I did Barre at least four times a week and then hot yoga because it helped me center my mind and not overthink everything. And then my husband actually trained me as well. So he had me running outside when it was hot or humid. He’s my biggest cheerleader. I remember before I did this whole Sports Illustrated thing, I had this big conversation with him, and I said, “Hey, I don't know if I should model anymore.” He's like, “Are you crazy?"

He's like, 'You haven't even given this version of you a chance." Long story short, here I am today because he didn't let me give up. 

ND: How important is eating clean when preparing for a shoot when you want that toned look?

SG: It's all about balance. I'm not going to lie, my husband says that I’m so dedicated because I live in such a big city. I love Cinnabon, carbs, and rice. I think when I'm in training mode, I give myself a balance. I'll be clean, I’ll have less carbs, so bread and rice and things like that. I replace it with good carbs like salads and high protein because I'm training so I'm burning it. 

But if I was really craving something sweet or a piece of pizza, I will give it to myself because I'm already working so hard. This is what I like to tell my children. When you're working so hard towards something, it's good to reward yourself with little things. Obviously, if you are training towards something like don't eat a pizza every day. Balance is so important because I'm still human and I have cravings.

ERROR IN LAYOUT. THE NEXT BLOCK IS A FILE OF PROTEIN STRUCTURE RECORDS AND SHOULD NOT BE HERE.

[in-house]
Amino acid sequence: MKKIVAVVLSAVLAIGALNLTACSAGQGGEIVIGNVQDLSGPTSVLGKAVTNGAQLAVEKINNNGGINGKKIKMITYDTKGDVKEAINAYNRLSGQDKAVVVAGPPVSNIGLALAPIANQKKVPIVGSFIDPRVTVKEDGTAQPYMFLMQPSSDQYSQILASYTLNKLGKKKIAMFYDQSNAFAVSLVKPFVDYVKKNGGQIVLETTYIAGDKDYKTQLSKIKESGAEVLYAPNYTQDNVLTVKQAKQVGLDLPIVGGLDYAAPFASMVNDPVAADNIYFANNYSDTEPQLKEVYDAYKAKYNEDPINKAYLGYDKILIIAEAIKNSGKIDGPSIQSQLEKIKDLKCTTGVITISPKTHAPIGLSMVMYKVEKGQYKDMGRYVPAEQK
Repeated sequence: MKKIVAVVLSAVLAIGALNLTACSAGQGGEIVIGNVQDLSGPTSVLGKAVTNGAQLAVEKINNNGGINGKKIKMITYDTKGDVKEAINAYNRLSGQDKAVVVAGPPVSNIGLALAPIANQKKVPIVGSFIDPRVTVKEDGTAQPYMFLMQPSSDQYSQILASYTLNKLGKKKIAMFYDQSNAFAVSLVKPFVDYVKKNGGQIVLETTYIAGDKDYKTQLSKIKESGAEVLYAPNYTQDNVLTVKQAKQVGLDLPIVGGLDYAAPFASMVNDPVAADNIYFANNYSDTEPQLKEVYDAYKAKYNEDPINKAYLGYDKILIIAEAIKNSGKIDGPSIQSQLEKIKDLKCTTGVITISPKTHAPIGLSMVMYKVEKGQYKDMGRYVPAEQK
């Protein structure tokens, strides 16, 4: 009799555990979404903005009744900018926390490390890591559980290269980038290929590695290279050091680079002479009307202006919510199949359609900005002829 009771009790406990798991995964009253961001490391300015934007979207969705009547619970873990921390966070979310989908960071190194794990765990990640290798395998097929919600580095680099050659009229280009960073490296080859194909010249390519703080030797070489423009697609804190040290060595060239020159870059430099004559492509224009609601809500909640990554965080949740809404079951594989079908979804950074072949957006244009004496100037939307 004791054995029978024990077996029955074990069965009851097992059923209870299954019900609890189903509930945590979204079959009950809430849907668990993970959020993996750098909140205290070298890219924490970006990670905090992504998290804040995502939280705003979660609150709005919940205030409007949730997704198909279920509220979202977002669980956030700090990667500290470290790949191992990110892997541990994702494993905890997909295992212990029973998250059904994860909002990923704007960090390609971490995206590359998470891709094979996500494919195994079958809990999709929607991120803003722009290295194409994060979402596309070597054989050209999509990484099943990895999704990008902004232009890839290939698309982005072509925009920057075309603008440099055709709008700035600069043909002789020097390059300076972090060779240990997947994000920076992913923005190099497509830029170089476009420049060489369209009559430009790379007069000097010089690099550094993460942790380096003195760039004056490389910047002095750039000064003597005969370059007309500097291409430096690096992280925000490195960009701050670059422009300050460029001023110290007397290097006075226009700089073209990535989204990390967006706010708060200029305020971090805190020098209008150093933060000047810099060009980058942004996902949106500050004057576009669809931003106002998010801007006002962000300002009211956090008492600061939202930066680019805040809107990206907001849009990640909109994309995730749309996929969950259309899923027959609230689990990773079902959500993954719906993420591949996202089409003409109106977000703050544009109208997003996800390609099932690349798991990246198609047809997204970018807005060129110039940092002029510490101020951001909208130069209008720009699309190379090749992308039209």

ND: What are your big three must-do’s to stay true to yourself and be confident?

SG: You come first, so you have to prioritize yourself first. I feel like that is ultimate number one, you have to put yourself first because if you can't show up for yourself, then you can't show up for anybody else. You have to be your own best friend. You have to be the realest person to yourself. You have to be okay with that voice trying to get you back into place and showing you that tough love of, “Hey, you deserve better than this. I feel you.” So, self-love.

Courtesy of Sharina Gutierrez
Courtesy of Sharina Gutierrez